BERLIN (Reuters) - Muslim groups in Germany accused the Bavarian government of double standards on Friday as a new order requiring government buildings in the mainly Catholic southern region to display a crucifix went into effect.
There is no ban on Muslim women wearing a headscarf in Germany, though some states have restrictions on headscarves and other Muslim religious clothing in courtrooms and schools.
Markus Soeder, Bavaria’s premier of the arch-conservative Christian Social Union (CSU) party, introduced the decree on crucifixes in April, drawing a furious reaction from opposition politicians and prominent clerics.
“We believe that religious symbols and values are important for society,” Burhan Kesici, the head of the Islamic Council organization, told Reuters.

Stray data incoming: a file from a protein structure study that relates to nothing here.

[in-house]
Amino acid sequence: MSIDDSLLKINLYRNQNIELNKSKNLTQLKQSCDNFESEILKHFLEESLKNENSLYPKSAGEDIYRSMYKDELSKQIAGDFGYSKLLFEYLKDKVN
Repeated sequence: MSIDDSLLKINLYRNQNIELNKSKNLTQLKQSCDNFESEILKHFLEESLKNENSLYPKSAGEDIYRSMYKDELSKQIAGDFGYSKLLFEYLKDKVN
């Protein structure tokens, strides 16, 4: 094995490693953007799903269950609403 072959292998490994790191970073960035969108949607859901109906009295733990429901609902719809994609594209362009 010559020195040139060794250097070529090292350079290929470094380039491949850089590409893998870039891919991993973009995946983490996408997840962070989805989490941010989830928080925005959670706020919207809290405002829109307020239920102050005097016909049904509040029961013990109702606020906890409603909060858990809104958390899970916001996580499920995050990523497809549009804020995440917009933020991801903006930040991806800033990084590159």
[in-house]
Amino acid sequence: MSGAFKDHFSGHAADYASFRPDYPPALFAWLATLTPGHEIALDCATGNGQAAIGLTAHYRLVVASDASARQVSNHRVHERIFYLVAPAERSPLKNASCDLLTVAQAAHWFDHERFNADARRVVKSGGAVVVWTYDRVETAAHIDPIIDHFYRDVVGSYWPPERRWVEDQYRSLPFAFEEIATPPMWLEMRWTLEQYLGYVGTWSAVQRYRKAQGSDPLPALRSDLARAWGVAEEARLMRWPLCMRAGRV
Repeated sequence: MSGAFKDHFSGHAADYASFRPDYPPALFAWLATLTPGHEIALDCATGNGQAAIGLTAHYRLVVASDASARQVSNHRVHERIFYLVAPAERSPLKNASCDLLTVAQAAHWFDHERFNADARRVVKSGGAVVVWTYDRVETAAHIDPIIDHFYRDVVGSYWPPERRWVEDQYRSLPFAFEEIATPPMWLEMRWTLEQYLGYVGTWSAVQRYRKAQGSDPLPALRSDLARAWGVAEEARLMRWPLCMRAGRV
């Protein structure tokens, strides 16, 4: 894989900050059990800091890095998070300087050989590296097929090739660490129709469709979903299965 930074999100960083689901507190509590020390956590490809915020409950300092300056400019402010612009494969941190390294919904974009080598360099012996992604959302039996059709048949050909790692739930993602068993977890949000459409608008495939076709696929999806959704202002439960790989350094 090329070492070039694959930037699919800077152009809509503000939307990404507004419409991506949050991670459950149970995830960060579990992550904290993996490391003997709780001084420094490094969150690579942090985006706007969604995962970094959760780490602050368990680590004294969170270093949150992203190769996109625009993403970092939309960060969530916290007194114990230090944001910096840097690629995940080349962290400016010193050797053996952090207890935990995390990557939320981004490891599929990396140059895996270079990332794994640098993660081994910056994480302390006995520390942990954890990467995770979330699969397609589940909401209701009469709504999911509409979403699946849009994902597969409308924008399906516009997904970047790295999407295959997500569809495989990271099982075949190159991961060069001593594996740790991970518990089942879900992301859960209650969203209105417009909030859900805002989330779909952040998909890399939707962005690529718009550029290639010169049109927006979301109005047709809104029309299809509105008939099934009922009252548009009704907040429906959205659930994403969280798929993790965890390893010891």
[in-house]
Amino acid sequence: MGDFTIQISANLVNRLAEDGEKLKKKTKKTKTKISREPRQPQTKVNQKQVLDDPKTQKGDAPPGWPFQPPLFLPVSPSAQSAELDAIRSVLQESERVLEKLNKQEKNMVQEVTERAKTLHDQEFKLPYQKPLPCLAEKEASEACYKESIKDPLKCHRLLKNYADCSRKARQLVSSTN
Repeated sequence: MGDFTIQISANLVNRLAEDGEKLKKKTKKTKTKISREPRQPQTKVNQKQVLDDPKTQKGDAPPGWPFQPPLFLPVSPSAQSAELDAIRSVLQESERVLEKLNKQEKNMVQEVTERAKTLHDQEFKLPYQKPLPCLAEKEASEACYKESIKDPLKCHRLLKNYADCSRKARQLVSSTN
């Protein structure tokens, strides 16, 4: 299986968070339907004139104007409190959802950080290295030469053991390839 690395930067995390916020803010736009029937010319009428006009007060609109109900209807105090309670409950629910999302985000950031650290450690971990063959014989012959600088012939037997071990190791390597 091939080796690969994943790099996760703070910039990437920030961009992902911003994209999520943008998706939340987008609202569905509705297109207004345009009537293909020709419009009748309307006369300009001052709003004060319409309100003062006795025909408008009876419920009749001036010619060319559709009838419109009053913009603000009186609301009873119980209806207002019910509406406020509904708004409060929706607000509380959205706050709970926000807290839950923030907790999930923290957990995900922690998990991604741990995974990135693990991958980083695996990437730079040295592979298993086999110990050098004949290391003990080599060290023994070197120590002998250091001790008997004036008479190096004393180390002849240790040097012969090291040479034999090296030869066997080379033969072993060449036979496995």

Referring to rulings such as that in the Bavarian capital of Munich last March which banned headscarves in court rooms, Kesici said perceiving headscarves as something negative while celebrating and imposing crosses in public spaces amounted to “double standards”.
“We Muslims don’t have a problem with the cross or with valuing religion in the social life. However, government neutrality must remain protected,” Aiman Mazyek, the head of another Muslim organization, told Reuters.
“What doesn’t work is to accept Christian symbols while banning Islamic, Jewish and other symbols in public,” Mazyek said.
Some 4 million Muslims live in Germany, making them the largest religious minority group.
All government offices and departments in Germany’s wealthiest and most conservative state are obliged to hang a cross in their entrance area under the new rules. Schools, museums, and theatres will be recommended to place one.
Reporting by Riham Alkousaa; Editing by Richard Balmforth